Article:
Wynayrd Group, the security software maker spun off from Jade Software, wants to raise up to $70 million in a listing on the stock exchange next month to take control of its intellectual property and fund its growth aspirations.
The Auckland-based company plans to raise between $60 million and $65 million in a public offer with over-subscriptions of up to $5 million at an indicative price of between $1.10 and $1.65, according to its prospectus filed with the Companies Office today.
Jade Software will also sell some $3 million of shares once the offer is completed. The float gives Wynyard an implied market capitalisation of between $115.7 million and $141 million.
The funds will go towards the $23.6 million price tag on the intellectual property rights of Wynyard's intelligence products, which are owned by Jade.
Some $10 million will repay intercompany debts and a $2 million loan Jade wrote to fund Wynyard's investment. Another $3.6 million is expected to cover the listing costs, leaving $25.8 million to fund its growth.
"Additional equity is required to rapidly expand Wynayrd's customer base and the value it brings to existing customers, as well as to purchase the assets it needs to become an independently listed entity," chairman Murray Horn says in the offer document.
"The investment will be particularly attractive to investors who are looking for capital growth and are happy to forgo dividend yield in the meantime."
The listing comes at a heady time for New Zealand tech stocks, with several listings in prospect and software company Xero, which has yet to trade profitably, this week becoming the largest company listed on the NZX by market capitalisation.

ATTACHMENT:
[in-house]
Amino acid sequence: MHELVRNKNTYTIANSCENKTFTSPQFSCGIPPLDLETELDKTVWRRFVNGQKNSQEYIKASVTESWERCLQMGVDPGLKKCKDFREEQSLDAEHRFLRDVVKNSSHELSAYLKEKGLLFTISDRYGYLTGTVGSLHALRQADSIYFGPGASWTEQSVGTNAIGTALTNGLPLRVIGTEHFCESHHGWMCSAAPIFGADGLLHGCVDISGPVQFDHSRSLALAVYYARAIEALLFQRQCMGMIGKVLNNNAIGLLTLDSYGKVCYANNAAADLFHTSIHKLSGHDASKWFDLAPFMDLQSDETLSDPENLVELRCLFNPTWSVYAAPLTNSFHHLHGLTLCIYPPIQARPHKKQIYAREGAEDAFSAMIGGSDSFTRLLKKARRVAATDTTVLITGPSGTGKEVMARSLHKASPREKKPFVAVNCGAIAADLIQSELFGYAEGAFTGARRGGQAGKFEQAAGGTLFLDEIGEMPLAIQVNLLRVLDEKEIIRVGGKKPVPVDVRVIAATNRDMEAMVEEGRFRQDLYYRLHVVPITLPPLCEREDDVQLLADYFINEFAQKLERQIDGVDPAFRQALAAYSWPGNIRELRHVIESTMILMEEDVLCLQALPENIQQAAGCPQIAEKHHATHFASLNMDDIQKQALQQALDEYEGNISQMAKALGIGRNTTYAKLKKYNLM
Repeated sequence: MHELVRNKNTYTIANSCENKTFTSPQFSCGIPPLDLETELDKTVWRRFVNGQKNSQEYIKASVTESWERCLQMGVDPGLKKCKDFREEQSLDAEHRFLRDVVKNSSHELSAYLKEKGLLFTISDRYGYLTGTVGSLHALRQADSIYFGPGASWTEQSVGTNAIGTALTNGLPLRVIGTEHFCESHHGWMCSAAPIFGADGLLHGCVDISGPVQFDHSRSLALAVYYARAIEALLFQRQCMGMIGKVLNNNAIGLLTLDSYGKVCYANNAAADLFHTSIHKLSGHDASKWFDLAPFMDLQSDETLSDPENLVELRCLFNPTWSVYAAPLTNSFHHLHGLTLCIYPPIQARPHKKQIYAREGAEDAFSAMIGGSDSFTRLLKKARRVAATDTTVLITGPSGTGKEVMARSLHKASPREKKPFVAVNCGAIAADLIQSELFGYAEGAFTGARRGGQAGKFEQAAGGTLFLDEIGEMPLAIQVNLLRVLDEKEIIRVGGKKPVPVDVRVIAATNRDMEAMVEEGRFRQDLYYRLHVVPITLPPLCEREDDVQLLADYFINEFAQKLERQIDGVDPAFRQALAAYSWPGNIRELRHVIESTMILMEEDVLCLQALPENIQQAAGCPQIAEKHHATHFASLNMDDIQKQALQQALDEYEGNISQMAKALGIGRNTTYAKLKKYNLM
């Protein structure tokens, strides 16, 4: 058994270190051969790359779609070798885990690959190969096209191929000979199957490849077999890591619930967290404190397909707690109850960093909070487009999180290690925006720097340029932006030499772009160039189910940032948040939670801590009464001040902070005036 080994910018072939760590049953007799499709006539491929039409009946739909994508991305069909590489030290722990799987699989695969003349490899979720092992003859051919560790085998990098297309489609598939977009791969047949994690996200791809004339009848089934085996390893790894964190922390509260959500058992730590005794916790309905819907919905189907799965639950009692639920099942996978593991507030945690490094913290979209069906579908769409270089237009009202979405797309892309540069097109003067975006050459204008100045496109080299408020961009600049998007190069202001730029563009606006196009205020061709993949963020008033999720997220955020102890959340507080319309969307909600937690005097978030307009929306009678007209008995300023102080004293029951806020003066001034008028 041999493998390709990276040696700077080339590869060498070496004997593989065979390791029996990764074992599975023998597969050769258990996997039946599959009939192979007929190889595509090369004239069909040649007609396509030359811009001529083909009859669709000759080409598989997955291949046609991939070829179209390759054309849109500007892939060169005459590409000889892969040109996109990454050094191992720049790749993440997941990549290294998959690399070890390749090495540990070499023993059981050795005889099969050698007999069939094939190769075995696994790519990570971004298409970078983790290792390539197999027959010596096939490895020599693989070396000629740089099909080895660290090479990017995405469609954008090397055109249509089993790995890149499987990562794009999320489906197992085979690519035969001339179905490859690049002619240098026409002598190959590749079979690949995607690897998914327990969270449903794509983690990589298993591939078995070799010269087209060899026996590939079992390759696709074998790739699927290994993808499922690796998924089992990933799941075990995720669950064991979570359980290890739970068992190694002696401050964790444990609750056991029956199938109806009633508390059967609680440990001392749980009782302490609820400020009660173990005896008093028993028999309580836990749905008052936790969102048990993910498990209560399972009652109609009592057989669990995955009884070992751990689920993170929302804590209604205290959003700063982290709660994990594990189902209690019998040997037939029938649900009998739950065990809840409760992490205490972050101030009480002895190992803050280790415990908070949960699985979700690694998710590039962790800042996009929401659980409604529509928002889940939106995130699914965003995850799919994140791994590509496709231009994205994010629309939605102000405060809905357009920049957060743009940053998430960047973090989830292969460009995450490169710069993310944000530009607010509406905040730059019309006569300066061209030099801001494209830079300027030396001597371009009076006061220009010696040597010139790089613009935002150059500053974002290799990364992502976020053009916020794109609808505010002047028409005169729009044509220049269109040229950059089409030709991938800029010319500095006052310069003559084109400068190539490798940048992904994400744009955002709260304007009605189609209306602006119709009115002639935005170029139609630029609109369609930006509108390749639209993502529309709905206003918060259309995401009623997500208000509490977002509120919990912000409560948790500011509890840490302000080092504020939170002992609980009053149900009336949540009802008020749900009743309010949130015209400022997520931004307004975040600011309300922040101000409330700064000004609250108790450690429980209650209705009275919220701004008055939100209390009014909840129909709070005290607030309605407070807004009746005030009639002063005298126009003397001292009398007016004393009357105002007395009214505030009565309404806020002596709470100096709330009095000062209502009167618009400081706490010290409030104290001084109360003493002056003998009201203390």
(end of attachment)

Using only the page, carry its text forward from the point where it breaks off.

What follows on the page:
Wynyard expects to list on the stock exchange on or around July 19, and will hold a bookbuild to set the final offer price on June 18. UBS and Forsyth Barr have been appointed joint lead managers.
The company expects to post a net loss of $10.1 million this calendar year on sales of $21.5 million, and a loss of $10.4 million on sales of $27 million in 2014.
Wynyard software is in use by the London Metropolitan Police and the New Zealand and Australian police forces, global banks and corporations, and is making inroads into the huge US market, where its products have impressed the Department of Homeland Security.
The company has a strategic relationship with US defence contractor Northrop Grumman and has been signalling since last year it was planning a great leap forward strategy into the US in 2013 and 2014.
By Paul McBeth - BusinessDesk